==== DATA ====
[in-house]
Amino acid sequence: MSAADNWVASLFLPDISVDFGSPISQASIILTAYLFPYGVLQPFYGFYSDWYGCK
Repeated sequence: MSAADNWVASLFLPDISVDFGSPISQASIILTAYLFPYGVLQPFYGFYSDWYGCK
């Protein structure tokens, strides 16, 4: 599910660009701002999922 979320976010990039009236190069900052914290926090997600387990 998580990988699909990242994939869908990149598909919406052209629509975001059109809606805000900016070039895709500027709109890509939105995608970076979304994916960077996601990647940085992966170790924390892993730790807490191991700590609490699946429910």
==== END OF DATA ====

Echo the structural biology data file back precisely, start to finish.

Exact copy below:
[in-house]
Amino acid sequence: MSAADNWVASLFLPDISVDFGSPISQASIILTAYLFPYGVLQPFYGFYSDWYGCK
Repeated sequence: MSAADNWVASLFLPDISVDFGSPISQASIILTAYLFPYGVLQPFYGFYSDWYGCK
């Protein structure tokens, strides 16, 4: 599910660009701002999922 979320976010990039009236190069900052914290926090997600387990 998580990988699909990242994939869908990149598909919406052209629509975001059109809606805000900016070039895709500027709109890509939105995608970076979304994916960077996601990647940085992966170790924390892993730790807490191991700590609490699946429910």